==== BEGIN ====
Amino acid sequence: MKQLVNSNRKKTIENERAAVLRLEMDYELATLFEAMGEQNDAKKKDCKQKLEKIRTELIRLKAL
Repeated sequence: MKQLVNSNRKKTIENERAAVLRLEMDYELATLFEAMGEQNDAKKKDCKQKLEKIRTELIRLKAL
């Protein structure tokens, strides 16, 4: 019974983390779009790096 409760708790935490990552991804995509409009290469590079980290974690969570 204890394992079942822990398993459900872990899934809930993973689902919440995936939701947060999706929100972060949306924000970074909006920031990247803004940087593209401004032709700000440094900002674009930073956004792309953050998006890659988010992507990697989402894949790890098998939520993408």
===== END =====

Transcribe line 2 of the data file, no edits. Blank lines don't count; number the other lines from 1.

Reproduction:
Repeated sequence: MKQLVNSNRKKTIENERAAVLRLEMDYELATLFEAMGEQNDAKKKDCKQKLEKIRTELIRLKAL